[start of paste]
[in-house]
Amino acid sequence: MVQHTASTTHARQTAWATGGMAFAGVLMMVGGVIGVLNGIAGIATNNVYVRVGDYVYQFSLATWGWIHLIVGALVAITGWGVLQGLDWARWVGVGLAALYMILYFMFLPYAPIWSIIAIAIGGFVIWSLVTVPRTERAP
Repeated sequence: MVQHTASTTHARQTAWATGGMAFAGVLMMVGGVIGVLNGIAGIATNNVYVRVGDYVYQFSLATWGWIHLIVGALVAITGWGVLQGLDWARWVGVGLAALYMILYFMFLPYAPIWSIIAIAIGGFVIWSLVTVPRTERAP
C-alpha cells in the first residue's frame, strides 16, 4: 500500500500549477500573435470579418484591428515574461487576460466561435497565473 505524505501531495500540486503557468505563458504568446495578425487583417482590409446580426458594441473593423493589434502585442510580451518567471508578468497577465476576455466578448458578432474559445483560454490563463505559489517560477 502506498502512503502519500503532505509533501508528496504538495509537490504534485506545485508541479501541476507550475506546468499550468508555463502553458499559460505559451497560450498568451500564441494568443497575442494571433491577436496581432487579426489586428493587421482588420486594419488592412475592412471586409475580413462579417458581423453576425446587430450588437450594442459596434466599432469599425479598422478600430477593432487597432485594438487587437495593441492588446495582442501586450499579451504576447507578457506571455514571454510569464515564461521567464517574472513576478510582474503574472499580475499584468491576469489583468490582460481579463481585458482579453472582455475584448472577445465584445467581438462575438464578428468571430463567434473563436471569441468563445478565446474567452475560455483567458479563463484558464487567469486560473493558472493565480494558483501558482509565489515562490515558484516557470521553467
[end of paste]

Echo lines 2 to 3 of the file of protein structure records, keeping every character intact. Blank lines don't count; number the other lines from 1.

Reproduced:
Amino acid sequence: MVQHTASTTHARQTAWATGGMAFAGVLMMVGGVIGVLNGIAGIATNNVYVRVGDYVYQFSLATWGWIHLIVGALVAITGWGVLQGLDWARWVGVGLAALYMILYFMFLPYAPIWSIIAIAIGGFVIWSLVTVPRTERAP
Repeated sequence: MVQHTASTTHARQTAWATGGMAFAGVLMMVGGVIGVLNGIAGIATNNVYVRVGDYVYQFSLATWGWIHLIVGALVAITGWGVLQGLDWARWVGVGLAALYMILYFMFLPYAPIWSIIAIAIGGFVIWSLVTVPRTERAP